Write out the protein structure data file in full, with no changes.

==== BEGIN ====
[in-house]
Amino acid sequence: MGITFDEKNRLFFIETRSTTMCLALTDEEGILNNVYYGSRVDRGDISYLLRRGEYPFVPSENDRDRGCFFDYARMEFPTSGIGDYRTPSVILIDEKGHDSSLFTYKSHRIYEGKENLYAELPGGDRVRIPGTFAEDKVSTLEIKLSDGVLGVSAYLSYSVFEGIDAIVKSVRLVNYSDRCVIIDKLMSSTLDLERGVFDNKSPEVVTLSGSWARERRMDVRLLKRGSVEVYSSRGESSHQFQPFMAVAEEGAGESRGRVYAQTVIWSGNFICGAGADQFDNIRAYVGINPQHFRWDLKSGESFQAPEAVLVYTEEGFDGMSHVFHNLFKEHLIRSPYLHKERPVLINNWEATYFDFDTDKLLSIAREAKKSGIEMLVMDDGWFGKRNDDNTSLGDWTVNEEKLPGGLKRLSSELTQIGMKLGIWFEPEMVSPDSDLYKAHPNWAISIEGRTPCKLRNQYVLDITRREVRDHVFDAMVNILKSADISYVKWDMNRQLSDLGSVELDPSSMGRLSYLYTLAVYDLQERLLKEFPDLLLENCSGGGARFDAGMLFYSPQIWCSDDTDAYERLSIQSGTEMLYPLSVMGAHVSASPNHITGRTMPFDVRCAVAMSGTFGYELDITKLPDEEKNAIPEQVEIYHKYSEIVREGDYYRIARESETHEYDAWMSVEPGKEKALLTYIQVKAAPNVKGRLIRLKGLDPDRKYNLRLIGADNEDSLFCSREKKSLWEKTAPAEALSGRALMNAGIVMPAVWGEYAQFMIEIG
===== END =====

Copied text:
[in-house]
Amino acid sequence: MGITFDEKNRLFFIETRSTTMCLALTDEEGILNNVYYGSRVDRGDISYLLRRGEYPFVPSENDRDRGCFFDYARMEFPTSGIGDYRTPSVILIDEKGHDSSLFTYKSHRIYEGKENLYAELPGGDRVRIPGTFAEDKVSTLEIKLSDGVLGVSAYLSYSVFEGIDAIVKSVRLVNYSDRCVIIDKLMSSTLDLERGVFDNKSPEVVTLSGSWARERRMDVRLLKRGSVEVYSSRGESSHQFQPFMAVAEEGAGESRGRVYAQTVIWSGNFICGAGADQFDNIRAYVGINPQHFRWDLKSGESFQAPEAVLVYTEEGFDGMSHVFHNLFKEHLIRSPYLHKERPVLINNWEATYFDFDTDKLLSIAREAKKSGIEMLVMDDGWFGKRNDDNTSLGDWTVNEEKLPGGLKRLSSELTQIGMKLGIWFEPEMVSPDSDLYKAHPNWAISIEGRTPCKLRNQYVLDITRREVRDHVFDAMVNILKSADISYVKWDMNRQLSDLGSVELDPSSMGRLSYLYTLAVYDLQERLLKEFPDLLLENCSGGGARFDAGMLFYSPQIWCSDDTDAYERLSIQSGTEMLYPLSVMGAHVSASPNHITGRTMPFDVRCAVAMSGTFGYELDITKLPDEEKNAIPEQVEIYHKYSEIVREGDYYRIARESETHEYDAWMSVEPGKEKALLTYIQVKAAPNVKGRLIRLKGLDPDRKYNLRLIGADNEDSLFCSREKKSLWEKTAPAEALSGRALMNAGIVMPAVWGEYAQFMIEIG